A trick to fix writing that sounds flat

One issue I have with “writer’s block” is that it is a vague excuse that blankets over more specific issues. Writer’s block is real, but there is a concrete list of reasons why you are being blocked and it isn’t because you are a writer. You need to identify what that blockage is in order to fix it.

One block to writing is that what you have so far is too flat or vague for you to know where to go next. One way you’ll know this is happening if you have something down, you read it, but you draw a blank about what to say next. You can’t quite get a foothold. Another way you’ll know this is happening is if you feel like you keep saying the same thing multiple times but it still doesn’t quite sound right. It feels like you are circling around the real thing you want to say. In this case, there is one trick you could try:


Get more specific


If you feel like your writing is flat or you can’t quite get what is in your head onto that page, try getting specific. Go to a separate page and write down a concrete example of what you are trying to describe. Think of a story from your life that illustrates what you are explaining. Think of an object or an action that symbolizes what you are trying to say.


For example, if you are writing about ice cream and you say, “Ice cream is awesome and I love it so much,” that is vague and you’ll get stuck fast. You need to spend time thinking about WHY you love it so much. Instead of stating a fact, try describing a specific example from your life, like this:


“When I was little, I remember muggy summer evenings when my mom would take me to the local ice cream shop across the road from the grocery store. We didn’t go there often but, every once in a while, my mom would pull a creased 5 dollar bill out of her wallet and hand it to me in the grocery store parking lot after we put the shopping cart away. We’d hold hands and skip across the street to get our cones (she always got cookies and cream) and then we would sit in the car with the windows down, licking drippy ice cream off of our knuckles and answering silly questions. What kind of animal would you be if you were an animal? Would you rather eat pizza or cereal for the rest of your life? Now, I love ice cream because it reminds me of summer evenings with my mother.”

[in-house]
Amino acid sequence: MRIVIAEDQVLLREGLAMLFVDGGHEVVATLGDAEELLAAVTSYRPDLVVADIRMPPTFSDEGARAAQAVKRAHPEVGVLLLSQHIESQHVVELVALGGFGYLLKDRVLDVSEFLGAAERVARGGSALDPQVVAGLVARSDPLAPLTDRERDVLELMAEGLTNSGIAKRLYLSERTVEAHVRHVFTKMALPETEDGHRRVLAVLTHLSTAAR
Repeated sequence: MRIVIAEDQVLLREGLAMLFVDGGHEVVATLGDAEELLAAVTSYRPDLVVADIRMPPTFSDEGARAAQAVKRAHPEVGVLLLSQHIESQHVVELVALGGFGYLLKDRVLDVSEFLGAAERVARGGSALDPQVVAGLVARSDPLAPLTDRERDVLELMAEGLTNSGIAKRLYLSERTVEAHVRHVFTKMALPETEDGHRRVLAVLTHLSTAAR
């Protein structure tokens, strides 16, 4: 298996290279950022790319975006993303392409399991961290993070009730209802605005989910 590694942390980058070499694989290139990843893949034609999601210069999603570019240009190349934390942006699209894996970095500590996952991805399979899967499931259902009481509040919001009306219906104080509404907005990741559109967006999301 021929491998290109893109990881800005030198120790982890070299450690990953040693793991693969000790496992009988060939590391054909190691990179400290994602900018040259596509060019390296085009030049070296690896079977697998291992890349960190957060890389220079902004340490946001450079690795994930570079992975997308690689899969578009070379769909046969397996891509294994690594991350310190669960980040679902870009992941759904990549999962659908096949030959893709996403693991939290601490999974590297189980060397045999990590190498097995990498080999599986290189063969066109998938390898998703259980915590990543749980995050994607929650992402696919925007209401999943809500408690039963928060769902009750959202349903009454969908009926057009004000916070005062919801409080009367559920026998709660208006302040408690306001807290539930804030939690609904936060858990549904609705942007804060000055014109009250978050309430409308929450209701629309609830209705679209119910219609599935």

This paragraph is far superior to “Ice cream is awesome and I love it so much” because it is far more specific about why you love ice cream. It gives the reader a scene to visualize and emotions to draw from. It will also help them connect on a deeper level by dropping cues to trigger personal connections to your writing. Perhaps they will recall memories of summer evenings or their mother or their own funny stories about ice cream. You don’t need to have a deep story for everything, but if you are stuck, stop and think about what you are trying to communicate and experiment with saying it through a specific story or picture. Then, look at how to work that into what you are writing.


This is why writing requires self-reflection and an awareness. Writing is a conversation with yourself before it becomes a conversation with the reader. Substance emerges from the questioning, the re-framing, and the plumbing of your own mind and heart as you aim for specificity over vagueness. That’s where quality writing emerges.

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